knees upon seeing the miraculous image…


The Image of Our Lady that appeared on the tilma, which can still be seen
in Mexico City today, is truly miraculous and has been the wonder of
scientists for hundreds of years. All, after exhaustive investigation with
sophisticated analytic detectors, have concluded that the work is beyond
the power of men to produce.

They were unable to find any trace of paint residue or dye of any sort on
the Image. What produced the colors on Juan Diego’s cloak or how they were
applied remains a total mystery of science. The Image still retains its
original colors, even though it was unprotected by any covering during the
first 100 years of veneration. The bluish-green color of Our Lady’s mantle
is unique. It seems to be made of an unearthly shade that as yet no artist
has been able exactly to match. Moreover, a painter would be incredibly
foolish to choose an Indian’s tilma to work on and even more to paint right
over the center seam of the cloak. And had the Virgin not turned ever so
slightly to the right, the stitch would have divided her face. Just as
astonishing is the fact that only the seam still holds the tilma together.
The law of gravity does not allow a single flimsy cotton thread to bind two
heavier materials of cloth for more than ten years, much less four hundred
and fifty! In addition, the coarse weave of the tilma was utilized by the
Artist in such a precise manner as to give depth to the face of the Image.

Infrared radiation photography confirmed, besides the lack of paint and
brush strokes, no corrections, no underlying sketch, no sizing used to
render the surface smooth, no varnish covering the image to protect its
surface. According to specialists of the Kodak Corporation in Mexico, the
Image bears more resemblance to a color photograph than anything else.
Study of photographic enlargements of Our Lady’s face have revealed the
image of a bearded man, clearly identifiable in the eyes. Rigorous
investigations by leading oculists found not only the image of the bearded
man but all the optical imaging qualities of a normal human eye, such as
light reflection, image positioning and distortion on the cornea.

The Virgin’s mantle is covered with stars which stunningly and accurately
map out various constellations as might be seen in the Mexican sky. Even
more remarkably, this “star map” on the mantle is in reverse: providing a
view of the constellations from beyond them, as would be seen looking
through them towards the earth. The constellations are consistent with what
astronomers believe was in the sky above Mexico City the day the Image was
formed, December 12, 1531. The colors of the tunic and mantle are important
ones in the Aztec hierarchical structure, ones typically reserved for the

Recent gynecological studies have also identified signs of pregnancy in the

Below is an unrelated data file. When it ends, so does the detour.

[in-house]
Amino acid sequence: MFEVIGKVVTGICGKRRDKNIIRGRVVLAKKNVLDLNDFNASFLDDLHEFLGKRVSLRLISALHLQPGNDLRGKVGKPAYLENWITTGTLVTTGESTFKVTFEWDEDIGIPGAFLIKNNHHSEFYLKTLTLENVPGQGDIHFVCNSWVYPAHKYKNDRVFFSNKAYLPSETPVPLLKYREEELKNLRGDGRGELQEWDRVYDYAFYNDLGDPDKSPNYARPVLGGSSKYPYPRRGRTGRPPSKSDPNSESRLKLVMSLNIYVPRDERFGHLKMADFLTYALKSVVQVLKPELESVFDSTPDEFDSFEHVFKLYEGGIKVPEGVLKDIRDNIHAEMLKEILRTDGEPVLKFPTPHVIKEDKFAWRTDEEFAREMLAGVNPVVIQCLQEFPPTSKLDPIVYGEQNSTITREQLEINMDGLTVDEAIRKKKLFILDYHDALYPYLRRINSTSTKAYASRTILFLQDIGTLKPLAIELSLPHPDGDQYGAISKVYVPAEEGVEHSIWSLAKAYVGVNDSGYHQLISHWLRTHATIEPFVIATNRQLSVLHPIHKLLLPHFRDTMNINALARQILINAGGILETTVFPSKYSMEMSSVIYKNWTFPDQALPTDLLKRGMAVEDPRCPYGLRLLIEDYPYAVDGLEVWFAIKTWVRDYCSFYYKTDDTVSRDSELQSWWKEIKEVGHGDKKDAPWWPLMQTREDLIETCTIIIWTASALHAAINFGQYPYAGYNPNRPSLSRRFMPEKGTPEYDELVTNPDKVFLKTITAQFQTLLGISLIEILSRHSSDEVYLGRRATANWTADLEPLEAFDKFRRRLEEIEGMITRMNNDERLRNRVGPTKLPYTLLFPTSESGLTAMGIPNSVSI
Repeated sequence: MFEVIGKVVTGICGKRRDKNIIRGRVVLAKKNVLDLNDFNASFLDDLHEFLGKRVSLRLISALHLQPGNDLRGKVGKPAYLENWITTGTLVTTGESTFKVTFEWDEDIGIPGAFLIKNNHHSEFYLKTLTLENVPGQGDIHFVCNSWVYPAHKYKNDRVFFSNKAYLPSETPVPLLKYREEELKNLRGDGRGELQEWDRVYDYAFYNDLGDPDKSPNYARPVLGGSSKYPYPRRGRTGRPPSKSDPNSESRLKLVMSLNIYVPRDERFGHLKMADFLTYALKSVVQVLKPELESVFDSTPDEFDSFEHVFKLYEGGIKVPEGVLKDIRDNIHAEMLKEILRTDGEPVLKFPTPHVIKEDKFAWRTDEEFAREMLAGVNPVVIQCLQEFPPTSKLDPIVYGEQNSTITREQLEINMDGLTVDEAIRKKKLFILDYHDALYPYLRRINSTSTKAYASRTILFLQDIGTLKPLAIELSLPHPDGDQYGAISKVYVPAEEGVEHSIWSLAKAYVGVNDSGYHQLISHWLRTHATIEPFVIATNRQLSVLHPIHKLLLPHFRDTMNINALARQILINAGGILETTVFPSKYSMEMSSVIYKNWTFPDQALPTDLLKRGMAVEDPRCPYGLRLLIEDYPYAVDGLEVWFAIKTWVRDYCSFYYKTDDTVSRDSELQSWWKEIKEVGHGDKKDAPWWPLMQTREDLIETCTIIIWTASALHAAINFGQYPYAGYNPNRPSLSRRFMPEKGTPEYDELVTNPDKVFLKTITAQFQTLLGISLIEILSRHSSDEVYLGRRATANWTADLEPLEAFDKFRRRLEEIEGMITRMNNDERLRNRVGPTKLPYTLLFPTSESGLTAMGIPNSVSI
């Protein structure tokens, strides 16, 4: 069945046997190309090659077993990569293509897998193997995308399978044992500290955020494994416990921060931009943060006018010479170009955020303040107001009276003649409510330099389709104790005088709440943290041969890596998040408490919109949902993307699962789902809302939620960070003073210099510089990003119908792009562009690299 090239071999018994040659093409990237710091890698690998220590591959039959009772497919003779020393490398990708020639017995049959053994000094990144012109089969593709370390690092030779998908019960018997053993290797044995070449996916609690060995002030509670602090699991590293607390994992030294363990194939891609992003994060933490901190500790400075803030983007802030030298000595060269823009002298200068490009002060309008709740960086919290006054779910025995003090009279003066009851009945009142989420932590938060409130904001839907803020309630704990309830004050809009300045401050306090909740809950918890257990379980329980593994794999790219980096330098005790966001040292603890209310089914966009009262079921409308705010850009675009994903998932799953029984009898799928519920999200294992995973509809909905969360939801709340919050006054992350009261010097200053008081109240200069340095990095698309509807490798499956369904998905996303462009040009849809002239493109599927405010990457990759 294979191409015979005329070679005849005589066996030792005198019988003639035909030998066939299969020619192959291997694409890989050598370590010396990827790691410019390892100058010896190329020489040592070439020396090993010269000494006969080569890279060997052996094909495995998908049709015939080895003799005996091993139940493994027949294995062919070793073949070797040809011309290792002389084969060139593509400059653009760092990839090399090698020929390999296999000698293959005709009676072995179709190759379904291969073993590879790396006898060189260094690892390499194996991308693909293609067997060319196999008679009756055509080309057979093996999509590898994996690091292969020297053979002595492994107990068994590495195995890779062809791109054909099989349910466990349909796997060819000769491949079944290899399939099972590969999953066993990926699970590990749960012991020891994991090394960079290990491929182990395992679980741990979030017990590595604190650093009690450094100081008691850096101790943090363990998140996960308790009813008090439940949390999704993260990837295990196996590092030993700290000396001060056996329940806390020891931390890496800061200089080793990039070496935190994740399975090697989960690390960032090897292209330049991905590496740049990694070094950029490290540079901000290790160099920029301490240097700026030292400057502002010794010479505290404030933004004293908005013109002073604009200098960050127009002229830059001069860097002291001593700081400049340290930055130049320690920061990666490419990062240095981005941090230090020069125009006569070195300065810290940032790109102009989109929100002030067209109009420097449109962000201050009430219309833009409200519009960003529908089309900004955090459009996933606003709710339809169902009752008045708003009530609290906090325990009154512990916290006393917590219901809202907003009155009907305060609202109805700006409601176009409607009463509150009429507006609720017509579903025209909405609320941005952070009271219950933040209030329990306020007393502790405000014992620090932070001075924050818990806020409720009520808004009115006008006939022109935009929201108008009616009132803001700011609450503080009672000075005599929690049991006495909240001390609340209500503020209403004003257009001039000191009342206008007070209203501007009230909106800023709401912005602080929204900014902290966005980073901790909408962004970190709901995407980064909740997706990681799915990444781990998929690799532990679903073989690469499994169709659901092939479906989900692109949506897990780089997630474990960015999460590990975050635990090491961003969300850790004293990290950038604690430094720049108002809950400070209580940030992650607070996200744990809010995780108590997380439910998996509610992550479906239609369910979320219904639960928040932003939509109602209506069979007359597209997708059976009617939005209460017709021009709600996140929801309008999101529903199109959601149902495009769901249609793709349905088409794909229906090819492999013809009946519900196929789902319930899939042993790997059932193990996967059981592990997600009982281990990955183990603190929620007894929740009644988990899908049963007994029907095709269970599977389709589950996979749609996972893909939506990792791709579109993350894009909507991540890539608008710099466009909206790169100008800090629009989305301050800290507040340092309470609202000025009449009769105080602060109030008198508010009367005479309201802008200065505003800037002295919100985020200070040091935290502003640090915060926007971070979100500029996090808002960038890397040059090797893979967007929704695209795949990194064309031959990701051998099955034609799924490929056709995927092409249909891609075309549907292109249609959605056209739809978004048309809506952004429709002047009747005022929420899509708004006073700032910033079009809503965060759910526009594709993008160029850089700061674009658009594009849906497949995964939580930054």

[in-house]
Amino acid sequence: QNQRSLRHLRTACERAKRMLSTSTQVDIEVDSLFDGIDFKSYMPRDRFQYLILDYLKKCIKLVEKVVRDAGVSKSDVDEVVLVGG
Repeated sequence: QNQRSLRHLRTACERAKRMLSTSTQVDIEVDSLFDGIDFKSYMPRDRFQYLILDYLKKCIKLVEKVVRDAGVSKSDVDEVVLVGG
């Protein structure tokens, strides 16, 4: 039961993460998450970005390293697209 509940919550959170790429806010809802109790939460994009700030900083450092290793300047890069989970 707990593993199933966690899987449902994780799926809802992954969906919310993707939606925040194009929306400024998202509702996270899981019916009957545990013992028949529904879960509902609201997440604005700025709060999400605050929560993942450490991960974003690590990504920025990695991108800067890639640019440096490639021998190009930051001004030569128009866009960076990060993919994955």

image and a special flower, the Quincunx, over the place where the heart of
the unborn child would be. This flower is the Aztec symbol of the Lord of
the Universe.

The great majority of the miraculous aspects of the Image were not
discovered until the 20th century, when the technology and archaeology made
the discoveries possible. This is 400 years from the creation of the Image.


When Bishop Zumarraga saw the miraculous image of Our Lady of Guadalupe, he
commanded that a church be built on Tepeyac hill as Our Lady requested.
Thousands of Aztec Indians were present at the translation of the Image to
the new chapel. They chanted, “The Virgin is one of us. Our pure Mother,
Our Sovereign Lady, is one of us!” In a transport of enthusiasm, one group
of young warriors took their bows and sent a pretty volley of arrows
through the air. Unfortunately, one of the shafts struck and killed one of
the spectators. The poor native was picked up by his sorrowing friends and
carried into the chapel, where they placed him at the feet of Our Lady of
Guadalupe. While everyone together prayed for a miracle, suddenly the dead
man opened his eyes and rose up fully recovered!

The Bishop placed Juan Diego in charge of the new chapel and the recipient
of the apparitions spent the remainder of his life explaining the message
and the meaning of the visions to the pilgrims who came there. There
already existed good means of communication in that vast country and news
of the wonderful events were soon common knowledge everywhere. From 1531
until the present day, a continuous stream of pilgrims has flowed through
the doors of the church on Tepeyac hill. It is estimated now that as many
as twenty million pilgrims come to see the miraculous tilma every year.

In explaining the apparitions to the pilgrims, Juan laid great stress on
the fact that the Mother of the True God has chosen to come to the site of
the temple of the pagan mother-goddess Tonantzin to signify that
Christianity was to replace the Aztec religion. This startling fact made